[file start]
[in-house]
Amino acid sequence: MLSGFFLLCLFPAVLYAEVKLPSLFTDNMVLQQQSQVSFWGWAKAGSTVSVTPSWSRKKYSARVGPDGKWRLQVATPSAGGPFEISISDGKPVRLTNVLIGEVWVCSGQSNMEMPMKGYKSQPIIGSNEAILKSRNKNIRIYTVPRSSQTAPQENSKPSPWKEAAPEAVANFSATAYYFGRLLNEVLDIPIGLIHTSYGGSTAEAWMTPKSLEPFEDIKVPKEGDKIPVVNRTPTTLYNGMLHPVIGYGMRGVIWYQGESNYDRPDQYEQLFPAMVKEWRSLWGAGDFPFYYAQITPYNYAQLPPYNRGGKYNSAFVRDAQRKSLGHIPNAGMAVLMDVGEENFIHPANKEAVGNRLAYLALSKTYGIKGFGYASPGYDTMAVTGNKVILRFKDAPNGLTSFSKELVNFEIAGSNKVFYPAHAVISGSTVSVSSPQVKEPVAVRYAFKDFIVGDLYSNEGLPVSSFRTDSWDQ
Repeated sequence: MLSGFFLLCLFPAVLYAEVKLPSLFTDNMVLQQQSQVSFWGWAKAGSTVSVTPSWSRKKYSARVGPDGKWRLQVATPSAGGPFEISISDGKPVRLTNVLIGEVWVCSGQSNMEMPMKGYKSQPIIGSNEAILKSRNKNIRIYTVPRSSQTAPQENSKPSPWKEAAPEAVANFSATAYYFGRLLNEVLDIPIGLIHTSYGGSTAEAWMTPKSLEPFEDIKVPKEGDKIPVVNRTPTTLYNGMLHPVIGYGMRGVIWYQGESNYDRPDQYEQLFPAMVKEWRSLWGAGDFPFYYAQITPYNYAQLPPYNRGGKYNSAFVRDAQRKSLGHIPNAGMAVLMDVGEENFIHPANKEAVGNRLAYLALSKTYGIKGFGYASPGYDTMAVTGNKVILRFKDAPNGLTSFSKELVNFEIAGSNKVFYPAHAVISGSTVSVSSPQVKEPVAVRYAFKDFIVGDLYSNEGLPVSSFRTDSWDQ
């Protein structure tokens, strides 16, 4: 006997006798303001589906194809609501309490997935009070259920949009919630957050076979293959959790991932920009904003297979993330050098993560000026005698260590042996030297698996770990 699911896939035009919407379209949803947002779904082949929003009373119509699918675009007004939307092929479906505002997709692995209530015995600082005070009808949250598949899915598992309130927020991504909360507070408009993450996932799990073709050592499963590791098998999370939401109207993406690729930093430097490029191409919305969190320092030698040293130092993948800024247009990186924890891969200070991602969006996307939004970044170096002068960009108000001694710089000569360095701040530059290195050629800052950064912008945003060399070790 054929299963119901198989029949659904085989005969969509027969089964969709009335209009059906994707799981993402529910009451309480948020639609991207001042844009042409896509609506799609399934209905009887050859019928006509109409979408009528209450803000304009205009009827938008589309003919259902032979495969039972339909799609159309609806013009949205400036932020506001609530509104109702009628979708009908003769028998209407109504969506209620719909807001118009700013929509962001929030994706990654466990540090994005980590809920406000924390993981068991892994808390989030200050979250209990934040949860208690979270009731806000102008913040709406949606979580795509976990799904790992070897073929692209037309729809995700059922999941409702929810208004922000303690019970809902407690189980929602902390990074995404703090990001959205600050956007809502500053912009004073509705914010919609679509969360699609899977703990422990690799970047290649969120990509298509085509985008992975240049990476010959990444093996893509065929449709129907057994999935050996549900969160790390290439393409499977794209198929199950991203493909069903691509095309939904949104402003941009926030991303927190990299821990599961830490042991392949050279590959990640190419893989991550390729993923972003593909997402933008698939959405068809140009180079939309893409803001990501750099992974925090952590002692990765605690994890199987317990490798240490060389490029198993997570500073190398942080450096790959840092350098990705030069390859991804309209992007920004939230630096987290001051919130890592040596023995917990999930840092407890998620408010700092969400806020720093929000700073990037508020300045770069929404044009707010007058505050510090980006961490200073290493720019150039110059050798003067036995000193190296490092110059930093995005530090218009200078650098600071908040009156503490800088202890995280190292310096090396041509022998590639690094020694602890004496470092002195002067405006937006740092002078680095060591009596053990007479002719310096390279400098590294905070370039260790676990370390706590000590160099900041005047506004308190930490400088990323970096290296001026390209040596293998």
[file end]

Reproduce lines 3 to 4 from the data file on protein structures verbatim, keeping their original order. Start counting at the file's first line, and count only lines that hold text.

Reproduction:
Repeated sequence: MLSGFFLLCLFPAVLYAEVKLPSLFTDNMVLQQQSQVSFWGWAKAGSTVSVTPSWSRKKYSARVGPDGKWRLQVATPSAGGPFEISISDGKPVRLTNVLIGEVWVCSGQSNMEMPMKGYKSQPIIGSNEAILKSRNKNIRIYTVPRSSQTAPQENSKPSPWKEAAPEAVANFSATAYYFGRLLNEVLDIPIGLIHTSYGGSTAEAWMTPKSLEPFEDIKVPKEGDKIPVVNRTPTTLYNGMLHPVIGYGMRGVIWYQGESNYDRPDQYEQLFPAMVKEWRSLWGAGDFPFYYAQITPYNYAQLPPYNRGGKYNSAFVRDAQRKSLGHIPNAGMAVLMDVGEENFIHPANKEAVGNRLAYLALSKTYGIKGFGYASPGYDTMAVTGNKVILRFKDAPNGLTSFSKELVNFEIAGSNKVFYPAHAVISGSTVSVSSPQVKEPVAVRYAFKDFIVGDLYSNEGLPVSSFRTDSWDQ
């Protein structure tokens, strides 16, 4: 006997006798303001589906194809609501309490997935009070259920949009919630957050076979293959959790991932920009904003297979993330050098993560000026005698260590042996030297698996770990 699911896939035009919407379209949803947002779904082949929003009373119509699918675009007004939307092929479906505002997709692995209530015995600082005070009808949250598949899915598992309130927020991504909360507070408009993450996932799990073709050592499963590791098998999370939401109207993406690729930093430097490029191409919305969190320092030698040293130092993948800024247009990186924890891969200070991602969006996307939004970044170096002068960009108000001694710089000569360095701040530059290195050629800052950064912008945003060399070790 054929299963119901198989029949659904085989005969969509027969089964969709009335209009059906994707799981993402529910009451309480948020639609991207001042844009042409896509609506799609399934209905009887050859019928006509109409979408009528209450803000304009205009009827938008589309003919259902032979495969039972339909799609159309609806013009949205400036932020506001609530509104109702009628979708009908003769028998209407109504969506209620719909807001118009700013929509962001929030994706990654466990540090994005980590809920406000924390993981068991892994808390989030200050979250209990934040949860208690979270009731806000102008913040709406949606979580795509976990799904790992070897073929692209037309729809995700059922999941409702929810208004922000303690019970809902407690189980929602902390990074995404703090990001959205600050956007809502500053912009004073509705914010919609679509969360699609899977703990422990690799970047290649969120990509298509085509985008992975240049990476010959990444093996893509065929449709129907057994999935050996549900969160790390290439393409499977794209198929199950991203493909069903691509095309939904949104402003941009926030991303927190990299821990599961830490042991392949050279590959990640190419893989991550390729993923972003593909997402933008698939959405068809140009180079939309893409803001990501750099992974925090952590002692990765605690994890199987317990490798240490060389490029198993997570500073190398942080450096790959840092350098990705030069390859991804309209992007920004939230630096987290001051919130890592040596023995917990999930840092407890998620408010700092969400806020720093929000700073990037508020300045770069929404044009707010007058505050510090980006961490200073290493720019150039110059050798003067036995000193190296490092110059930093995005530090218009200078650098600071908040009156503490800088202890995280190292310096090396041509022998590639690094020694602890004496470092002195002067405006937006740092002078680095060591009596053990007479002719310096390279400098590294905070370039260790676990370390706590000590160099900041005047506004308190930490400088990323970096290296001026390209040596293998």